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How Your Garden Can Soothe Stress
Yes, You Can Have an Easy Care Garden
Plant a Long-Lasting Bouquet in a Pot
Color Secrets in the Garden
How Your Garden Can Soothe Stress
What if there was a stress reliever so powerful that it helped surgery patients recover sooner, reduced blood pressure and muscle tension in minutes and even helped ADD kids to focus?

Good news—this remedy actually exists—and it’s available without a prescription and free of unpleasant side effects. This amazing restorative is nature—looking at greenery and walking through growing environments. These documented benefits include speeding healing, reducing stress and enhancing the ability to concentrate.

Speeding Healing
An eye-opening study done in 1994 showed that post-operative patients with a view of trees recovered more quickly, left the hospital earlier and needed fewer doses of strong painkillers than similar patients with views of a blank wall.

Reducing Stress
Viewing nature and walking through a natural environment reduced blood pressure and muscle tension in test subjects, several studies show, and increased the amplitude of alpha brain waves, which are present when the mind is in a state of relaxed alertness. “Some of the changes could be measured within minutes of being exposed to the natural settings,” according to Dr. Terry Hartig, co-author of one of the studies.
Stress has been linked to premature aging and greater susceptibility to illness, so preventing stress and recovering from stressful situations becomes an important health issue.

A Natural Brain-Refresher
Even more amazing, a group of studies show that looking at a natural view enhances mental functioning. A 2001 study of children with attention deficit disorder showed that the children’s ability to concentrate, complete tasks and follow directions improved dramatically after they played in green, natural settings (compared to playing indoors or in paved outdoor settings). The greener the setting, the more symptoms were relieved.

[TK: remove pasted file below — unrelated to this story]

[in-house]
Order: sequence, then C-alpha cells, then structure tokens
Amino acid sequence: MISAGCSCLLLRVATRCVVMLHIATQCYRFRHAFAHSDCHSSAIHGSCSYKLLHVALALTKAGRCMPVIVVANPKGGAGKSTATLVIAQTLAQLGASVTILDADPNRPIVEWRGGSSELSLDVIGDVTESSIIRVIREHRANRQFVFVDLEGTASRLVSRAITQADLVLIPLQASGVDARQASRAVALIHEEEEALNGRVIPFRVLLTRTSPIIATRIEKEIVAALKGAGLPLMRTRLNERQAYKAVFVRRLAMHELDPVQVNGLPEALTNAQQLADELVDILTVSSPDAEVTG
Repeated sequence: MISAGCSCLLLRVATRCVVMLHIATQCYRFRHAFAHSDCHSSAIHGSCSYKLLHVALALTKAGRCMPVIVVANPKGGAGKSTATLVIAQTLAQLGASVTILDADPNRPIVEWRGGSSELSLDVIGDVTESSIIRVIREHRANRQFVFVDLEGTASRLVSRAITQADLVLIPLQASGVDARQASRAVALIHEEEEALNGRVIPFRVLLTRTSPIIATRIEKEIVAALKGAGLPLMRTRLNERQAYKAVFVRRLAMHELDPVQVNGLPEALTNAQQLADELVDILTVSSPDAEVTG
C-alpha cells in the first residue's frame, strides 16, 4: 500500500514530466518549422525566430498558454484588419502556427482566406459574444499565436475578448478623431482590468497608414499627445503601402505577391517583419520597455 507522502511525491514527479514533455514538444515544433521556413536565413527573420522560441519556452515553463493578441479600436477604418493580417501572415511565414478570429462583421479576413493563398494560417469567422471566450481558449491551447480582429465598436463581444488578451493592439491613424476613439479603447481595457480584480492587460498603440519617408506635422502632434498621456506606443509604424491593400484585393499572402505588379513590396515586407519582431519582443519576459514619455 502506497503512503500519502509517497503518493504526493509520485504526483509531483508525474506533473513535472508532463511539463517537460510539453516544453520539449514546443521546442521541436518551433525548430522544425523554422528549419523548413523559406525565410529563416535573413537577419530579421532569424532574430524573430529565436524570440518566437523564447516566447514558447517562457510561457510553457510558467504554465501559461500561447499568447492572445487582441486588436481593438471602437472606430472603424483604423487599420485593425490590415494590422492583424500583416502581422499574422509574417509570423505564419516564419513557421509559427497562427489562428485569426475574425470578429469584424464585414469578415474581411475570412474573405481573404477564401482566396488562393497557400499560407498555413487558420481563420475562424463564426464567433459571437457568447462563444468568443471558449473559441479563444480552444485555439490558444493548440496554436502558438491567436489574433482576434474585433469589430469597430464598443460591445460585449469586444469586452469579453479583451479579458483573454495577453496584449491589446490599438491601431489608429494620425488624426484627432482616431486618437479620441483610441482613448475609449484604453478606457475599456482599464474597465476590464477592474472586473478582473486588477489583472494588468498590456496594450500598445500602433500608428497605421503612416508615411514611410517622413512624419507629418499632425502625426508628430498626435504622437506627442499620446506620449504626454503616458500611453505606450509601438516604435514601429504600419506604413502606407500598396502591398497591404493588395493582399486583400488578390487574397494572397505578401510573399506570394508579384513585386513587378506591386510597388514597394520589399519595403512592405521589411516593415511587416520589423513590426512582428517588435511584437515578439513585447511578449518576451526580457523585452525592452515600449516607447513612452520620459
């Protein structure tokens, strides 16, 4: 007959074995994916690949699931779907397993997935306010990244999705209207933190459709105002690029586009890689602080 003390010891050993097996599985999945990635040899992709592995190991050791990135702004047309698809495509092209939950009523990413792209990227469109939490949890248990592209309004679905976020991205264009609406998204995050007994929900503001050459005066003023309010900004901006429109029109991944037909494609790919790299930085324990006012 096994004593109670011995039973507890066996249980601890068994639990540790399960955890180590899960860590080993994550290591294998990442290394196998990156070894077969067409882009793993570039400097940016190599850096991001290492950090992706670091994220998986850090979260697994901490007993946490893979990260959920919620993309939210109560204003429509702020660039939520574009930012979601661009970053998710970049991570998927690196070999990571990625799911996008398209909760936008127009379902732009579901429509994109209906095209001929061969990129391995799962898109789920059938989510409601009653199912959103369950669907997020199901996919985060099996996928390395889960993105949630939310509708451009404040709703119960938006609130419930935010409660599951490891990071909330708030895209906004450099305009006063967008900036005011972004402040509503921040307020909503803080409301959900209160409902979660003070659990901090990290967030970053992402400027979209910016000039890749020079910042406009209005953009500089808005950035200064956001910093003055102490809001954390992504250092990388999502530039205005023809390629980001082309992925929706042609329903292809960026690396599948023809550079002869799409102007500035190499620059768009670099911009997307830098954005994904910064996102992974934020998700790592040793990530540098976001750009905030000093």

The University of Illinois researchers wrote “The ability to deliberately pay attention...draws on voluntary attention. Like a mental muscle, voluntary attention becomes fatigued with exertion. To refresh and renew this mental muscle, the use of involuntary attention is effective. Involuntary attention is effortless…Simply noticing the sights, sounds and scents of the environment exemplifies it. Studies of adults have shown that time spent in nature uses involuntary attention especially effectively. Voluntary attention rests, and the ability to concentrate is renewed.”

This refreshing, renewing quality of natural settings explains why other studies show that office workers and students from grade school to college who work in rooms with daylight and views of natural settings are less distracted, more productive and report less fatigue

Bring these benefits home to yourself and your family by creating a home garden to look at and live in. Everyone who works at home—parents, homemakers, home office workers and telecommuters as well as children at their studies--can benefit from the reduced stress, faster healing and refreshed ability to concentrate that a garden setting offers.

If your garden is unkempt, overgrown and uninviting, it’s a source of stress, not a stress-reliever.
To take the first step towards a healthful personal environment, send for your free Garden Inventory Check List. This 10-page questionnaire provides the opportunity to focus on your specific garden needs and preferences, and becomes the foundation for creating a garden that is uniquely yours and offers you and your family the restorative benefits of a green and growing environment.